Life Cycle Assessment (LCA) is a developing tool that can assist decision-makers in evaluating the comparative potential cradle-to-grave, environmental impacts of their actions in order to prevent unintended consequences. The LCA tool is designed to assist in the evaluation along the ‘value chain’ of a product’s life from the perspective that the many processes are interdependent, so that decisions made at one point along the life cycle can have consequences elsewhere. LCA enables the estimation of the cumulative environmental impacts, often including impacts that go beyond the boundaries of traditional analyses. By including the impacts throughout the product life cycle, LCA provides a comprehensive view of the environmental aspects and a more accurate picture of the true environmental trade-offs in product or process alteration or selection. After a brief look at the general LCA methodology, this thesis presents information about some of the current! limitations that prevent LCA from being a more widely-used tool that generates replicable, defensible results. The thesis author then introduces the subject of integrating LCA results into the decision-making process, suggesting that the potentially, holistic view offered by LCA can be valuable as one tool for helping to achieve sustainable societal development. Bio-fuels are presented as the subject of a “wicked problem” for which LCA can be used to support the decision-making process. The thesis then focuses on the co-product allocation issue and presents the results of testing various allocation schemes (weight, volume, market value, energy, and demand-based approach) across a fuel system. The relative ranking of conventional gas to alternative ethanol fuels is consistent in all allocation schemes. This thesis addresses three topical areas within LCA: the evolution and current status of LCA methodology (Chapter 2), integrating LCA with sustainability decision-making! with a focus on bio-based materials (Chapter 3), and co-product allocation methodology (Chapters 4 and 5). The final chapter (Chapter 6) presents overall conclusions about the future of LCA and suggests further, urgently needed, research.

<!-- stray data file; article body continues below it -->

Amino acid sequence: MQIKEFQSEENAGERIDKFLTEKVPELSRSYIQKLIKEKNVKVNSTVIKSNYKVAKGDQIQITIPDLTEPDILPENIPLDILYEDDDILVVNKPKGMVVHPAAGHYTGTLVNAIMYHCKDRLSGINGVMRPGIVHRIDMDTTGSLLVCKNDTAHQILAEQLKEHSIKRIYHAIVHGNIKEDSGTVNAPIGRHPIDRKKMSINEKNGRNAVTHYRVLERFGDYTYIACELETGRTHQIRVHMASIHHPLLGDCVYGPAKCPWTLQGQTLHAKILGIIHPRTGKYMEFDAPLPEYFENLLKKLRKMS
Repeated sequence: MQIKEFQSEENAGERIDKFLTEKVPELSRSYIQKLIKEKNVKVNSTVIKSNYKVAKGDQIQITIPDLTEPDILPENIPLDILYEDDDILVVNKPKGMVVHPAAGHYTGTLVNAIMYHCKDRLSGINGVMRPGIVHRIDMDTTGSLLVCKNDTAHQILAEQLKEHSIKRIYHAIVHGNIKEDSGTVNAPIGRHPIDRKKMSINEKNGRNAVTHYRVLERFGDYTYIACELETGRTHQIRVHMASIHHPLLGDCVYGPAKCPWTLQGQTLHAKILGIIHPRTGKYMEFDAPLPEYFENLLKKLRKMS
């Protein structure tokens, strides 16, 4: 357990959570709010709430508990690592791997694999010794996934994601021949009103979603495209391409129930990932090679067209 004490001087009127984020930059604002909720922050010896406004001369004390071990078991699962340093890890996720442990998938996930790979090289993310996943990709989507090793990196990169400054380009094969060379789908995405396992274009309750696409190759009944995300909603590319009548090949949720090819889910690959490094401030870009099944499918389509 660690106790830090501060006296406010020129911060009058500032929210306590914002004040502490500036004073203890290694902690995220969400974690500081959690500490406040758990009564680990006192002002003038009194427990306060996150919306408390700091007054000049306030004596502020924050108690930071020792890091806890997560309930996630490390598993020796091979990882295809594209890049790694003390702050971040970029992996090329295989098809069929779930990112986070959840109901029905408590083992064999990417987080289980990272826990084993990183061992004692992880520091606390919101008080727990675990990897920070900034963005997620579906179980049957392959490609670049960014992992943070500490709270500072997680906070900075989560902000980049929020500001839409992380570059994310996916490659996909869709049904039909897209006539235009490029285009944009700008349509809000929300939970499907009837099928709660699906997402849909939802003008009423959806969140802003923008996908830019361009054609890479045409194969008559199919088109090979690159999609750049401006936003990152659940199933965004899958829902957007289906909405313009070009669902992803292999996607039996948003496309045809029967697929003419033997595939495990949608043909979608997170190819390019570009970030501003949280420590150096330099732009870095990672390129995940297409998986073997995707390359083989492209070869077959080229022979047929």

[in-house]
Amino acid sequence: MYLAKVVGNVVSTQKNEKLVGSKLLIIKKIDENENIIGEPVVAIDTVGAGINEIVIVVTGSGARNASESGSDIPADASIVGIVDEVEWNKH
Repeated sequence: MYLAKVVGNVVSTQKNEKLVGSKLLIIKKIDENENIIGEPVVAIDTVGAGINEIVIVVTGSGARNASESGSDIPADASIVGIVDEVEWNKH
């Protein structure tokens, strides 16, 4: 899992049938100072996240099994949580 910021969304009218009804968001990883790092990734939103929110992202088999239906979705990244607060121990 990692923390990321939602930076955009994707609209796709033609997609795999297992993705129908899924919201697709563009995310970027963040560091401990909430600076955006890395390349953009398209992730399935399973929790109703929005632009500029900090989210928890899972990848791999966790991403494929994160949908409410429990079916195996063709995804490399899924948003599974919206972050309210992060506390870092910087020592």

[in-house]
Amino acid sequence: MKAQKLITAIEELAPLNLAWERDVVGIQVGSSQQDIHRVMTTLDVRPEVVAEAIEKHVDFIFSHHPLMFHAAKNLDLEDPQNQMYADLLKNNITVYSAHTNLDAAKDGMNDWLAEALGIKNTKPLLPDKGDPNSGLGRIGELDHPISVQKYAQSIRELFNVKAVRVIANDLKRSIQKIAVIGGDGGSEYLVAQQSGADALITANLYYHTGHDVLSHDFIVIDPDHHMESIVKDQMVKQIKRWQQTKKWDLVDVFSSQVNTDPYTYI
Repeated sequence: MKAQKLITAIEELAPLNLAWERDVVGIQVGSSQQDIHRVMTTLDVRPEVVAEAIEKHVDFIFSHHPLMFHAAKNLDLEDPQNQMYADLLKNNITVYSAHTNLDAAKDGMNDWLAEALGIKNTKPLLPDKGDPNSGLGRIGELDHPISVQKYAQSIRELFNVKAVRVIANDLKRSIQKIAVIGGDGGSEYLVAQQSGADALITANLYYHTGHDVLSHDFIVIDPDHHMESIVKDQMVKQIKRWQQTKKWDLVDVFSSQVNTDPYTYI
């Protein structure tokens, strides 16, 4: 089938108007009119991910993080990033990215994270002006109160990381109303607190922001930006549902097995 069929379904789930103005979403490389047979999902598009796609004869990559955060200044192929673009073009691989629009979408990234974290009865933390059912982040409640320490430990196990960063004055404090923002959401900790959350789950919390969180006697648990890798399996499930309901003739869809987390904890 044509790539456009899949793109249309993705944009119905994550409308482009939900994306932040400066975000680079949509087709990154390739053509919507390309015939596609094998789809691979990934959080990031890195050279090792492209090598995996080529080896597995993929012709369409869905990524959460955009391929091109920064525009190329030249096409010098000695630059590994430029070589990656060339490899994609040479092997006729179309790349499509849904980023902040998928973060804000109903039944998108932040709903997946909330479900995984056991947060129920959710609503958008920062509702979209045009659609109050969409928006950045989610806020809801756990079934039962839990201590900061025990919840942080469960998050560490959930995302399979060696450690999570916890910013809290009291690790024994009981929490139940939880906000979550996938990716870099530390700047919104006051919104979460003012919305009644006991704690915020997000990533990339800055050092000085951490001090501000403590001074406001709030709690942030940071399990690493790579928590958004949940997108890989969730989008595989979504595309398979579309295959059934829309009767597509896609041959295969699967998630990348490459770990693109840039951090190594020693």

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W.A. Hafkamp (Wim) , D.D. Dionysiou
Erasmus University Rotterdam
The U.S. EPA (Office of Research and Development)
Department of Public Administration

Curran, M.A. (2008, June 26). Development of life cycle assessment methodology: a focus on co-product allocation. Erasmus University Rotterdam. Retrieved from